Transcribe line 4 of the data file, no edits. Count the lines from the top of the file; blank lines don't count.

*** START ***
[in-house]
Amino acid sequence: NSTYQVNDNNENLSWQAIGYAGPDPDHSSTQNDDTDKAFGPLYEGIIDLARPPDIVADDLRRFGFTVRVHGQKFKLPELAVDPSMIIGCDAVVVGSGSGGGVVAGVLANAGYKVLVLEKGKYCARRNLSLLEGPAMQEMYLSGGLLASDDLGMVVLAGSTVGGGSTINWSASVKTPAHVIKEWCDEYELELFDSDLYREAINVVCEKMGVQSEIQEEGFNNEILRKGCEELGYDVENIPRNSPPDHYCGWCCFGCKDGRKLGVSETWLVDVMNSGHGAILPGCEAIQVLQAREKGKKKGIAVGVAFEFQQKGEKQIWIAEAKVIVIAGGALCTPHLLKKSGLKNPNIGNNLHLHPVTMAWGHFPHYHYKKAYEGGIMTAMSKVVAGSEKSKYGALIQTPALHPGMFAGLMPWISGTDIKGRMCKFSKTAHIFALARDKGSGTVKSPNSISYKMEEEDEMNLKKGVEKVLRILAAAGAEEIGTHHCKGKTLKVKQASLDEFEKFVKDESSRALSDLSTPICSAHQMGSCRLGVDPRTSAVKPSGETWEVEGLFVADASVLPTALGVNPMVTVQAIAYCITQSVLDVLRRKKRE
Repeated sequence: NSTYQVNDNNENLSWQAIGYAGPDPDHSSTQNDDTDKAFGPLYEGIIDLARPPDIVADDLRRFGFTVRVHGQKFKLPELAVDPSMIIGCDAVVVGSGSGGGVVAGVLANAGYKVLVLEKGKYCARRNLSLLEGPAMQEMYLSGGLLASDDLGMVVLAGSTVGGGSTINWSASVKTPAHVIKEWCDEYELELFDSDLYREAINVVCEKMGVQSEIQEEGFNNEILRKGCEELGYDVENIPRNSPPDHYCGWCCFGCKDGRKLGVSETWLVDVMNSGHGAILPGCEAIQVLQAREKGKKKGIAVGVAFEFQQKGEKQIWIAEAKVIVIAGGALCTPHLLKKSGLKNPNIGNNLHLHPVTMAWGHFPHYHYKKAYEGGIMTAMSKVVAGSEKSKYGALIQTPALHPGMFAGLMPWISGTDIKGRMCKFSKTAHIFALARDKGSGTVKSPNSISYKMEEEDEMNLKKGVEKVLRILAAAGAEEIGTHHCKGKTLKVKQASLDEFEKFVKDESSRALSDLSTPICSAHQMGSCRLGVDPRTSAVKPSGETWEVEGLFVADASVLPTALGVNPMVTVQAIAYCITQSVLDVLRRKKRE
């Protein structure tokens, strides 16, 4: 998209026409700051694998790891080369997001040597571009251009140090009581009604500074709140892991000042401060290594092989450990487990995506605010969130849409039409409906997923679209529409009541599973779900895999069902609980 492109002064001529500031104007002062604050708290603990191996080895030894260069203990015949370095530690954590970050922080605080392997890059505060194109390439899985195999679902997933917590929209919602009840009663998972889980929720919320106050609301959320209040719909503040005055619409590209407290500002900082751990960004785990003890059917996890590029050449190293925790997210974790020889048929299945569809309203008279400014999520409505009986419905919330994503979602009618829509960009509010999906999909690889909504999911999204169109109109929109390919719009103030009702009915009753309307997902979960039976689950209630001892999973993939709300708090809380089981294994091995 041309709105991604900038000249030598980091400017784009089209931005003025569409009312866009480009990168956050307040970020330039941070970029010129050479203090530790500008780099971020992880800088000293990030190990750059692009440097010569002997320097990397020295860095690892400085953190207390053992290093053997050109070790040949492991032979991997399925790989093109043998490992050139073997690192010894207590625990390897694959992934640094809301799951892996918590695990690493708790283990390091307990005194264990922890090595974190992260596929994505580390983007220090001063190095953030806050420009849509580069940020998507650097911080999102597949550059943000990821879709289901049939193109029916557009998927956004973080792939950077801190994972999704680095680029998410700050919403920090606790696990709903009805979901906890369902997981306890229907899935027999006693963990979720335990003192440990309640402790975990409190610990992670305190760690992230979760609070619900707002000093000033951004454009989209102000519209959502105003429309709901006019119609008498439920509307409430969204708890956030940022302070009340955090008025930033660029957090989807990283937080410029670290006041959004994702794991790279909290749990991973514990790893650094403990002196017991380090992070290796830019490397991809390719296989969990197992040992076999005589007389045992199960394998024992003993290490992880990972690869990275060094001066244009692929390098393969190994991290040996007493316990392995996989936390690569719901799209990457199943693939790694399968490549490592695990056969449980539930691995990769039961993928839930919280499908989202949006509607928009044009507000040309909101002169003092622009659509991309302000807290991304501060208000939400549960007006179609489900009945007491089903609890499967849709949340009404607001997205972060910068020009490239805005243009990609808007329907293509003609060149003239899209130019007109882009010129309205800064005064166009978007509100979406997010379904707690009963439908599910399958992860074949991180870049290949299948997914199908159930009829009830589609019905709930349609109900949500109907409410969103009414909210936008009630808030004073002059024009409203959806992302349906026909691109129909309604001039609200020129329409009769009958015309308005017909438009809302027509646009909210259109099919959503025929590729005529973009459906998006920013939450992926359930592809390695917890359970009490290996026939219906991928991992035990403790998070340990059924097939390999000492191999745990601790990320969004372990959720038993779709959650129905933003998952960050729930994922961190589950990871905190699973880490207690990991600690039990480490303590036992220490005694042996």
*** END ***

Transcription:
């Protein structure tokens, strides 16, 4: 998209026409700051694998790891080369997001040597571009251009140090009581009604500074709140892991000042401060290594092989450990487990995506605010969130849409039409409906997923679209529409009541599973779900895999069902609980 492109002064001529500031104007002062604050708290603990191996080895030894260069203990015949370095530690954590970050922080605080392997890059505060194109390439899985195999679902997933917590929209919602009840009663998972889980929720919320106050609301959320209040719909503040005055619409590209407290500002900082751990960004785990003890059917996890590029050449190293925790997210974790020889048929299945569809309203008279400014999520409505009986419905919330994503979602009618829509960009509010999906999909690889909504999911999204169109109109929109390919719009103030009702009915009753309307997902979960039976689950209630001892999973993939709300708090809380089981294994091995 041309709105991604900038000249030598980091400017784009089209931005003025569409009312866009480009990168956050307040970020330039941070970029010129050479203090530790500008780099971020992880800088000293990030190990750059692009440097010569002997320097990397020295860095690892400085953190207390053992290093053997050109070790040949492991032979991997399925790989093109043998490992050139073997690192010894207590625990390897694959992934640094809301799951892996918590695990690493708790283990390091307990005194264990922890090595974190992260596929994505580390983007220090001063190095953030806050420009849509580069940020998507650097911080999102597949550059943000990821879709289901049939193109029916557009998927956004973080792939950077801190994972999704680095680029998410700050919403920090606790696990709903009805979901906890369902997981306890229907899935027999006693963990979720335990003192440990309640402790975990409190610990992670305190760690992230979760609070619900707002000093000033951004454009989209102000519209959502105003429309709901006019119609008498439920509307409430969204708890956030940022302070009340955090008025930033660029957090989807990283937080410029670290006041959004994702794991790279909290749990991973514990790893650094403990002196017991380090992070290796830019490397991809390719296989969990197992040992076999005589007389045992199960394998024992003993290490992880990972690869990275060094001066244009692929390098393969190994991290040996007493316990392995996989936390690569719901799209990457199943693939790694399968490549490592695990056969449980539930691995990769039961993928839930919280499908989202949006509607928009044009507000040309909101002169003092622009659509991309302000807290991304501060208000939400549960007006179609489900009945007491089903609890499967849709949340009404607001997205972060910068020009490239805005243009990609808007329907293509003609060149003239899209130019007109882009010129309205800064005064166009978007509100979406997010379904707690009963439908599910399958992860074949991180870049290949299948997914199908159930009829009830589609019905709930349609109900949500109907409410969103009414909210936008009630808030004073002059024009409203959806992302349906026909691109129909309604001039609200020129329409009769009958015309308005017909438009809302027509646009909210259109099919959503025929590729005529973009459906998006920013939450992926359930592809390695917890359970009490290996026939219906991928991992035990403790998070340990059924097939390999000492191999745990601790990320969004372990959720038993779709959650129905933003998952960050729930994922961190589950990871905190699973880490207690990991600690039990480490303590036992220490005694042996």